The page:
The Blazers make this list partially due to good fortune and partially due to excellent management. That gifted scorer Jerryd Bayless fell to the No. 11 pick was luck. That the Blazers had a deal in place with the Pacers to move up from No. 13 to No. 11 in the event Bayless fell that far was a shrewd move by GM Kevin Pritchard.

In the past four years, the Blazers have drafted LaMarcus Aldridge, Brandon Roy, Greg Oden, and now Bayless. Over that same span, they have rid their team of overpaid players with bad character.

The result is clear: This team is loaded for the foreseeable future, and has nowhere to go but up. Very far up. NBA championship-caliber up. Roy has already evolved into a star, Aldridge looks extremely promising as well, Oden should at the least be a defensive force.

Now, the addition of Bayless brings yet another huge talent to an already impressive collection of young players. The Blazers’ ceiling is limitless.

Loser No. 2: Sacramento Kings

Prior to the draft lottery, I identified the Kings as the NBA team most in need of adding an impact player during the draft.

They didn’t get their man.

That’s not entirely their fault—like in the case of Portland, luck played a relatively large role in determining the Kings’ fate. Had Bayless fallen only one more spot, Sacramento would have gotten the on-ball backcourt presence they desperately need.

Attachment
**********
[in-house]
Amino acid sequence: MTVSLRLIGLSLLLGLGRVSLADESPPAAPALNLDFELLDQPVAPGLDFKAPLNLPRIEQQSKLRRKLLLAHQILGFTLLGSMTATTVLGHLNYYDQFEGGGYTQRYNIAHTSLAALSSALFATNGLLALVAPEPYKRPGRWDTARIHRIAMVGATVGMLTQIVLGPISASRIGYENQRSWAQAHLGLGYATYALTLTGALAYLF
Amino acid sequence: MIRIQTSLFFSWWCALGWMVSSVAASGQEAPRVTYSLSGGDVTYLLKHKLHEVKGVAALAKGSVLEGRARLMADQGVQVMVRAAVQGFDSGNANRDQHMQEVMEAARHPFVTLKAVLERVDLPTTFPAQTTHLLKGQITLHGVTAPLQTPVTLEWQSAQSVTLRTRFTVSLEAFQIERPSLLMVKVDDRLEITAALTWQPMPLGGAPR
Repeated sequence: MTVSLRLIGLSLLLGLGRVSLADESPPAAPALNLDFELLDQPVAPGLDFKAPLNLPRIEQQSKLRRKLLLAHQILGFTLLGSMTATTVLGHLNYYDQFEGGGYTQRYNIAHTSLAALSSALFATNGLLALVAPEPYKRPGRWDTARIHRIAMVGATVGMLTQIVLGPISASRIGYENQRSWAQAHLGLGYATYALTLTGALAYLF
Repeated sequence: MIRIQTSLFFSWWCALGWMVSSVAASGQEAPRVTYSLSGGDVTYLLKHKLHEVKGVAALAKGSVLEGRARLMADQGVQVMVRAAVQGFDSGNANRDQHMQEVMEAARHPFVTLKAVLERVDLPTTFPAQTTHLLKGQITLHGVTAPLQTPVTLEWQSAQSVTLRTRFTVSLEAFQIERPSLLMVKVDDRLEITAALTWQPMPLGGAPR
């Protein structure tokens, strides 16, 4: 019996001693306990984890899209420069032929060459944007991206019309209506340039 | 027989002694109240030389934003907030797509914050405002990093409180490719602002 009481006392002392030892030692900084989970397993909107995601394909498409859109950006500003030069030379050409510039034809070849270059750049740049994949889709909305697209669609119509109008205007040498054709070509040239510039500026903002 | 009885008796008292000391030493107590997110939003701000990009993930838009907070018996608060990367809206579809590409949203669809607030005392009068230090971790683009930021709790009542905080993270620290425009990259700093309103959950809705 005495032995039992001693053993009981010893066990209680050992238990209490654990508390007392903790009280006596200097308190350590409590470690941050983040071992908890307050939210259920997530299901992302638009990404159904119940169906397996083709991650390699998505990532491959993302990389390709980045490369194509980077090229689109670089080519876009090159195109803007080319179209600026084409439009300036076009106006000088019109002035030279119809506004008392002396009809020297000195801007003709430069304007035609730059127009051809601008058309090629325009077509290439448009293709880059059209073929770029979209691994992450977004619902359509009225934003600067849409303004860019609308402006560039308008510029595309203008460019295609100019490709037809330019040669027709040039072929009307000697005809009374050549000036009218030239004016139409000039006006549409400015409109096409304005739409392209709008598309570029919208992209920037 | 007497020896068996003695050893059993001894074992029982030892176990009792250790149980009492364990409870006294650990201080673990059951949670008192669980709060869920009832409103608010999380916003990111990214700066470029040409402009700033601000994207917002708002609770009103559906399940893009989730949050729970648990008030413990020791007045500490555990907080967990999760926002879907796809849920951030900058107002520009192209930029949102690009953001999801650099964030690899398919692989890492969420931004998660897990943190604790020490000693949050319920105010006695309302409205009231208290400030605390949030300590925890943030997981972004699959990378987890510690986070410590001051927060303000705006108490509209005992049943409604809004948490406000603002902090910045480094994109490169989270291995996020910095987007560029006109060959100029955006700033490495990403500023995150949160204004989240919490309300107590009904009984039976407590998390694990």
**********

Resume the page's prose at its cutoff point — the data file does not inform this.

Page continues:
But in drafting Jason Thompson, Sacramento did not make the best of what was available to them. I’m not saying they had a multitude of options—they didn’t—but Thompson was a reach. He will never be more than a role player in this league. A player like Brandon Rush, who went a pick later to the Pacers, would have been much better.

Plus, it’s not as if the Blazers, originally slotted No. 13 in the draft order, were in a better position to grab Bayless than the Kings. Sacramento, a team with a huge need, was simply not aggressive enough.

Winner No. 3: Robin Lopez

Getting drafted by the Phoenix Suns is a plus for any basketball player. Combine an up-tempo offense, beautiful weather, and Steve Nash, and you can’t really go wrong.

But for Robin Lopez, going to Phoenix is even better, as he has found a team that magnifies his strengths while virtually nullifying his weaknesses.

Lopez brings the Suns exactly what they have desired for years—defense, rebounding, and interior toughness.

In the meantime, his lack of low-post scoring ability is unimportant on a team that already has Shaq and Amare Stoudemire. All Lopez needs to do offensively is convert around the rim when Nash finds him wide open. He should be able to do that.

The No. 15 pick was the highest selection the Suns have had in years. They made good use of it, and both they and Robin Lopez will benefit greatly from the selection.

Loser No. 3: DeAndre Jordan

Jordan, a tremendous athlete with a mountain of unrealized potential, was originally projected to be a top-ten pick. He didn’t hear his name called until the second round.

Despite Jordan’s upside, teams shied away from him due to his poor play in college. During his only season, Jordan averaged less than eight points per game, and he was often removed from games in crunch time.

Hopefully Jordan’s Draft Day despair will serve as a lesson to similar players who are considering turning pro prematurely.

The lesson is simple: Stay in school.